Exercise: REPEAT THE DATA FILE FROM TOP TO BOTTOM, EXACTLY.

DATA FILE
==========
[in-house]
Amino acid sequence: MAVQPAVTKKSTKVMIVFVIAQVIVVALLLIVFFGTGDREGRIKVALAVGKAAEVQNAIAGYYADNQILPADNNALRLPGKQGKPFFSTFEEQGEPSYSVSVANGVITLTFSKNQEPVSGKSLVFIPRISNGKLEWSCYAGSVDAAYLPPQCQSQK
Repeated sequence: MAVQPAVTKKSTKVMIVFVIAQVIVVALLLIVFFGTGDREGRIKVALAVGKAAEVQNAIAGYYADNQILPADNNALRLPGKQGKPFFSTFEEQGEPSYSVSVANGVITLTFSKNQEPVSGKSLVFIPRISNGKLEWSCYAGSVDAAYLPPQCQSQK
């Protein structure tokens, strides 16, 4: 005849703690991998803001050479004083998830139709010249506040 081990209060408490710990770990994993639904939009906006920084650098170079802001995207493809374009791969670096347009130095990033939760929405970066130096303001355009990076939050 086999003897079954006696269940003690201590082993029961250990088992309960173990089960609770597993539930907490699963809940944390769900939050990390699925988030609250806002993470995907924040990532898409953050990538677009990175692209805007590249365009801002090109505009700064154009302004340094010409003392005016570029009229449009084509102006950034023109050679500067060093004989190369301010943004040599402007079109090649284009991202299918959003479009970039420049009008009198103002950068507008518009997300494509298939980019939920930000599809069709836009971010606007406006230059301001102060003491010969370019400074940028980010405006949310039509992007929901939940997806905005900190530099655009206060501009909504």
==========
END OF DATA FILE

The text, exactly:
[in-house]
Amino acid sequence: MAVQPAVTKKSTKVMIVFVIAQVIVVALLLIVFFGTGDREGRIKVALAVGKAAEVQNAIAGYYADNQILPADNNALRLPGKQGKPFFSTFEEQGEPSYSVSVANGVITLTFSKNQEPVSGKSLVFIPRISNGKLEWSCYAGSVDAAYLPPQCQSQK
Repeated sequence: MAVQPAVTKKSTKVMIVFVIAQVIVVALLLIVFFGTGDREGRIKVALAVGKAAEVQNAIAGYYADNQILPADNNALRLPGKQGKPFFSTFEEQGEPSYSVSVANGVITLTFSKNQEPVSGKSLVFIPRISNGKLEWSCYAGSVDAAYLPPQCQSQK
């Protein structure tokens, strides 16, 4: 005849703690991998803001050479004083998830139709010249506040 081990209060408490710990770990994993639904939009906006920084650098170079802001995207493809374009791969670096347009130095990033939760929405970066130096303001355009990076939050 086999003897079954006696269940003690201590082993029961250990088992309960173990089960609770597993539930907490699963809940944390769900939050990390699925988030609250806002993470995907924040990532898409953050990538677009990175692209805007590249365009801002090109505009700064154009302004340094010409003392005016570029009229449009084509102006950034023109050679500067060093004989190369301010943004040599402007079109090649284009991202299918959003479009970039420049009008009198103002950068507008518009997300494509298939980019939920930000599809069709836009971010606007406006230059301001102060003491010969370019400074940028980010405006949310039509992007929901939940997806905005900190530099655009206060501009909504």